Just three months of daily, vigorous physical activity in overweight children improves their thinking and reduces their diabetes risk, researchers say.
Studies of about 200 overweight, inactive children ages 7-11 also showed that a regular exercise program reduces body fat and improves bone density.
Is exercise a magic wand that turns them into lean, healthy kids? No. They are still overweight but less so, with less fat, a healthier metabolism and an improved ability to handle life, says Dr. Catherine Davis, clinical health psychologist at the Medical College of Georgia and lead investigator.
All study participants learned about healthy nutrition and the benefits of physical activity; one-third also exercised 20 minutes after school and another third exercised for 40 minutes. Children played hard, with running games, hula hoops and jump ropes, raising their heart rates to 79 percent of maximum, which is considered vigorous.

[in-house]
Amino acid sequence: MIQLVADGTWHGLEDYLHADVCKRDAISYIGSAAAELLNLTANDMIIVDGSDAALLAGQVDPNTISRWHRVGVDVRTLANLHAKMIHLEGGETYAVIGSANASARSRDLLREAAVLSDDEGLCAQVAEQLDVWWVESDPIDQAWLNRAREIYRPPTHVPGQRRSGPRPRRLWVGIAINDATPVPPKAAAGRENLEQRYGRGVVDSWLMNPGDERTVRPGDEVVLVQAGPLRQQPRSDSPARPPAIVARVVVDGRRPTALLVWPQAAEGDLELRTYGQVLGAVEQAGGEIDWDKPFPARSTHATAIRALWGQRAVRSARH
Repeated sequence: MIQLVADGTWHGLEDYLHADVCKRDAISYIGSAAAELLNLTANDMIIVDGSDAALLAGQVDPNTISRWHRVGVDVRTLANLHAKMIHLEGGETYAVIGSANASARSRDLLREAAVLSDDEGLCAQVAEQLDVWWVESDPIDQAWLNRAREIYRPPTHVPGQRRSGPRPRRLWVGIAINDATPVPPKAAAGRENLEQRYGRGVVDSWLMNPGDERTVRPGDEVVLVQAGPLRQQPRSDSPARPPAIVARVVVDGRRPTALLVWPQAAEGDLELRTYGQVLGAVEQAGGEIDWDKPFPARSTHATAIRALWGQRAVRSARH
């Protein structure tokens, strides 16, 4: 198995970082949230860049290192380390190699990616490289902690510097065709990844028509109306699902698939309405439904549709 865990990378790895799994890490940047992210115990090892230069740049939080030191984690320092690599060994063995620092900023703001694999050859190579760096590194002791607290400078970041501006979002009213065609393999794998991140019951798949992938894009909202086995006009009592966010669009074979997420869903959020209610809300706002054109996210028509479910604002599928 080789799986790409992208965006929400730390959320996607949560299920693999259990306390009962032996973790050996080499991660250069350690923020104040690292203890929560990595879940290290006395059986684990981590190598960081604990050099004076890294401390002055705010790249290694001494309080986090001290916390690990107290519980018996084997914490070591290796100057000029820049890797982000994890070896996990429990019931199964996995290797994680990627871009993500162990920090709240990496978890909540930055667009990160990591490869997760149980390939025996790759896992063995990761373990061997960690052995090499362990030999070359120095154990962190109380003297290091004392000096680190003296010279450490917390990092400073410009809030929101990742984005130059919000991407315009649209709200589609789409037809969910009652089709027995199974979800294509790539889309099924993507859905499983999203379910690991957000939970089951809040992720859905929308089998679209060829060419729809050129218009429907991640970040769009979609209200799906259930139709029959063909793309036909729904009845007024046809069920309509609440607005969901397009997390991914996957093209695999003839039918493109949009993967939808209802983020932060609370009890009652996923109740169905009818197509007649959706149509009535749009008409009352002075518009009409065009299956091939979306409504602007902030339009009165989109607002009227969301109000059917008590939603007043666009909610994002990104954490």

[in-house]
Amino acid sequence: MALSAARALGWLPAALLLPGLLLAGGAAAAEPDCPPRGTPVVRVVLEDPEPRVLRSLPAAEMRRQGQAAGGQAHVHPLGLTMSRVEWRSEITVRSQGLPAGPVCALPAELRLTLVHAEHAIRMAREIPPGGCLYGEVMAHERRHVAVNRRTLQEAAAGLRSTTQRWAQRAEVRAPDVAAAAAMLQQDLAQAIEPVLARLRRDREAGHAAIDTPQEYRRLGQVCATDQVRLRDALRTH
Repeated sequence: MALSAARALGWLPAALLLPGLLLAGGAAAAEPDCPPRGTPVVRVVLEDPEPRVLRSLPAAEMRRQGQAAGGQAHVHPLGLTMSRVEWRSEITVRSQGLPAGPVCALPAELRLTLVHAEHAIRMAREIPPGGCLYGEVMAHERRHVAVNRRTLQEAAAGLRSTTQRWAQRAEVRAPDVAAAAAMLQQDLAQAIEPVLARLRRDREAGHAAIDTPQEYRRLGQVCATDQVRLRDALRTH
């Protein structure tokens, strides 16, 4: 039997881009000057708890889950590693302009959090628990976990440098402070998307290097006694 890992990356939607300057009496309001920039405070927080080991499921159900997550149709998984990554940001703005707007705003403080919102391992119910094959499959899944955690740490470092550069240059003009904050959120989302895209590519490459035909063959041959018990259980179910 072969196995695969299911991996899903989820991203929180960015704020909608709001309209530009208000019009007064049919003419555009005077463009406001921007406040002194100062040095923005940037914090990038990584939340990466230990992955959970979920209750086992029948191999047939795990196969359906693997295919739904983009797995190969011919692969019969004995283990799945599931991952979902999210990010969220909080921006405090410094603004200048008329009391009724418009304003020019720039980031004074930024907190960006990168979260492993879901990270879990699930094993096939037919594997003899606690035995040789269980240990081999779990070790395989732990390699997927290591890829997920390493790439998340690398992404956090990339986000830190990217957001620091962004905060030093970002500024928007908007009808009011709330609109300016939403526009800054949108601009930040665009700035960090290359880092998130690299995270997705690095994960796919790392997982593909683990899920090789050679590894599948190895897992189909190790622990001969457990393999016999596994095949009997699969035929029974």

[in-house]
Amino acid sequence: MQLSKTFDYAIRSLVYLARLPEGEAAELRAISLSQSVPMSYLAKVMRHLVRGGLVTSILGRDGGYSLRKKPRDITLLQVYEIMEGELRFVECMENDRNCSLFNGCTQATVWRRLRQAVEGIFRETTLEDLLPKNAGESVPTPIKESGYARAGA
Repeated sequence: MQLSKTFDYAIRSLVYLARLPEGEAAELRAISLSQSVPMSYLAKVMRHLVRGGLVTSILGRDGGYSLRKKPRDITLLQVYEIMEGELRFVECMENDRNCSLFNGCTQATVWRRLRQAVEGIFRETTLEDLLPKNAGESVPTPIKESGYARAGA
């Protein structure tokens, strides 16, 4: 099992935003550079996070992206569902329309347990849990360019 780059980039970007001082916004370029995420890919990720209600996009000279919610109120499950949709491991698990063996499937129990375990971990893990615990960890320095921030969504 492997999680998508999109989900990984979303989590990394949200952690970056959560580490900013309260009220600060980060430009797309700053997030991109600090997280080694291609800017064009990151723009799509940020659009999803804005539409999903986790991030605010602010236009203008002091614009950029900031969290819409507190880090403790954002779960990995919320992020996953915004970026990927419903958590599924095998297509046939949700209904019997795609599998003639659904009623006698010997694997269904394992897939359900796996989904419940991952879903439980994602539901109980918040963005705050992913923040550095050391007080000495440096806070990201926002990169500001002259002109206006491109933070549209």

Aerobic exercise training showed dose-response benefits on executive function (decision-making) and possibly math achievement, in overweight children, researchers write in an abstract being presented during The Obesity Societys Annual Scientific Meeting Oct. 20-24 in New Orleans. Regular exercise may be a simple, important method of enhancing childrens cognitive and academic development. These results may persuade educators to implement vigorous physical activity curricula during a childhood obesity epidemic.
Functional magnetic resonance imaging studies, which show the brain at work, were performed on a percentage of children in each group and found those who exercised had different patterns of brain activity during an executive function task.
Look what good it does when they exercise, says Dr. Davis. This is an important public health issue we need to look at as a nation to help our children learn and keep them well.
Unprecedented obesity and inactivity rates in America
|Contact: Toni Baker|
Medical College of Georgia